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Committee on Christian Education Feature

Shiloh Institute: A Taste of Ministry

Gregory E. Reynolds

Years ago, while we were together in Maine, Darryl Hart, John Muether, and I wondered aloud how we might promote ministry in the OPC among college students and seminarians. At the time, as I remember, there were more churches in need of a pastor than there were candidates. With the then newly inaugurated Timothy Conference seeking to attract high school young men, we thought that a conference for men during their preparation for ministry would perhaps be helpful.

That was 2007. After the Committee on Christian Education approved our proposal, the first OP Summer Institute was held at the Driftwood Inn on Bailey Island, Maine, in 2010. Since then, we have had between six and nine students each year—college seniors or seminary juniors or middlers—from as many as a dozen different seminaries and several colleges. A number have been accepted into OP internship programs. For example, in 2014 half of the yearlong internship applicants were alumni of the institute (eight of sixteen).

In 2011, the institute changed its venue to a less expensive, more accessible location, Camp Shiloh in Jefferson, New Hampshire, overlooking the Presidential Range of the White Mountains. Proprietor Greg Gordon, a member of the PCA, has been a delightful host, radiating his love of the Lord and the Reformed church. He is a fabulous cook, and his mealtime tales of life in northern New England have lent an amusing dimension to our stay. Since the institute actually meets at the end of spring (not summer), and because Camp Shiloh has become a permanent home, we changed the name of the institute to OP Shiloh Institute (still OPSI).

Shiloh Institute is part of a broader strategy to reconnect the church with the ministerial training of its ministers. The Subcommittee on Ministerial Training of the Committee on Christian Education seeks to acculturate ministerial candidates in the Orthodox Presbyterian Church through a variety of initiatives, such as the Ministerial Training Institute of the OPC and denominationally subsidized internships. Similar to the successful Timothy Conference (though with an older age-group in view), the Shiloh Institute offers a taste of ministry in the OPC through an intensive time of reflection and conversation.

Because the institute is a ministry, the CCE has generously provided stipends to students to cover room and board, as well as subsidizing their travel expenses.

Young men in their senior year of college and in the first two years of seminary are eligible to attend. Applications must be submitted by April 15 of each year. Besides general student information, the application requires an essay describing the applicant’s understanding of the nature of Presbyterianism and his personal commitment to be an Orthodox Presbyterian minister. The quality of these essays over the years has been very high and thus encouraging to the instructors. Also, a reference from the pastor or an elder of the applicant’s church is required in order to explain why the applicant is being recommended to attend the Shiloh Institute, including details that might bear on his candidacy.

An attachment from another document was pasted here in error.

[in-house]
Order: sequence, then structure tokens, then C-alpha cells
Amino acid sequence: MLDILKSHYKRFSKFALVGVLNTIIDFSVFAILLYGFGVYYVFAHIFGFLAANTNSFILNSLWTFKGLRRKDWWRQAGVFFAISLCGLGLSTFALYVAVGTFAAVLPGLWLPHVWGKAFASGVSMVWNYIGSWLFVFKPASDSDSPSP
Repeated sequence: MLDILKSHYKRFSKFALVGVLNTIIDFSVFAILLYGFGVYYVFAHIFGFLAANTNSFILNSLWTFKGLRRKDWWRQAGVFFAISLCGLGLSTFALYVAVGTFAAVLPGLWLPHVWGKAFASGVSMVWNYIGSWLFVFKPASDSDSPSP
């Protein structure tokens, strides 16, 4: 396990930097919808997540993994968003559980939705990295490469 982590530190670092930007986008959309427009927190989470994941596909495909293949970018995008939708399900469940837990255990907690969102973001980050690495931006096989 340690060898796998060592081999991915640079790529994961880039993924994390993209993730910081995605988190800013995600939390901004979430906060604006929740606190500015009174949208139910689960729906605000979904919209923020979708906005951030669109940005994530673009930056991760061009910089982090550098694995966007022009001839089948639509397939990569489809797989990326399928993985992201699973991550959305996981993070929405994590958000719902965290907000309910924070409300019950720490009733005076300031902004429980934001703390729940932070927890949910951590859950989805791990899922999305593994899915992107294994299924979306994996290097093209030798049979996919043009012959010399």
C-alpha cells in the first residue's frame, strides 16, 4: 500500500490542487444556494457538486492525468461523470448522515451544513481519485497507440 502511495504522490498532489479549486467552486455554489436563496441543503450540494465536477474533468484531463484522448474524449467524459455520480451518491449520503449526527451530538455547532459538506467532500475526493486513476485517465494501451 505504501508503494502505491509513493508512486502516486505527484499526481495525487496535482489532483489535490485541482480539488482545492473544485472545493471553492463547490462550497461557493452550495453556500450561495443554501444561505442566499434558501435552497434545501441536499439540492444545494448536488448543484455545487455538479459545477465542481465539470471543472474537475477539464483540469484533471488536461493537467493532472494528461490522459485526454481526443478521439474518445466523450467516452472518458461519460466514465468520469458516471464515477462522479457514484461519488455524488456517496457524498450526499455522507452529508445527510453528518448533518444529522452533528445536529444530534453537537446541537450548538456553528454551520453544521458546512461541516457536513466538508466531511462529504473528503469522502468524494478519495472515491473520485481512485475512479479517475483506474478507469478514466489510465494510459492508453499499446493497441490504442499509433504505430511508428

In preparation for the intensive, three-day stay, a list of readings is distributed in order to assist participants in preparation for the seminar. Lectures, discussion, and informal conversation give students time for reflection on the material presented. The institute offers discussion on such topics as:

Two pastors and two ruling elders bring to the institute a deep commitment to the Lord and his church, along with decades of experience in ministry. Typically, each three-day program begins with a presentation by Darryl Hart, who is an elder at Hillsdale OPC in Hillsdale, Michigan, and a history professor at Hillsdale College. His message locates the OPC among the many churches and traditions that comprise international Calvinism. Then John Muether, an elder at Reformation OPC in Oviedo, Florida, and the OPC’s denominational historian, outlines episodes and individuals in the church’s founding and early years that have given shape to OPC identity. Greg Reynolds, pastor of Amoskeag Presbyterian Church (OPC) in Manchester, New Hampshire, and editor of Ordained Servant, reviews distinguishing characteristics of ministry in the OPC. And finally, Stephen Tracey, pastor of Lakeview OPC in Rockport, Maine, describes his experience as an “OPC immigrant” from Northern Ireland. A stimulating time of Q-and-A follows each talk, all of which is geared to young men who sense a call to pastoral ministry, but may be fairly unfamiliar with the OPC.

Each year students are surveyed in order to help the instructors continue to improve the program. In the responses to our survey, all of the instructors have been rated highly, and all the respondents have thought the reading was very appropriate. Although the facilities are modest, food, accommodations, and meeting space have continued to score well in student evaluations. Students especially appreciate the fellowship with new friends who may become lifelong colleagues in ministry. (Carefully scheduled free time enables games of horseshoes, bocce ball, and even cricket one year, thanks to a valiant effort by Pastor Tracey.) The institute was “definitely a very helpful supplement” to seminary, according to one student. Wrote another, “I wish I could go again.” Still others:

As we enter our seventh year, our prayer is that Shiloh Institute will continue to be used by the Lord of the church to gives prospective ministerial candidates a taste of ministry in the Orthodox Presbyterian Church.

For more information, go online to www.opc.org/cce/Shiloh_Institute.html.

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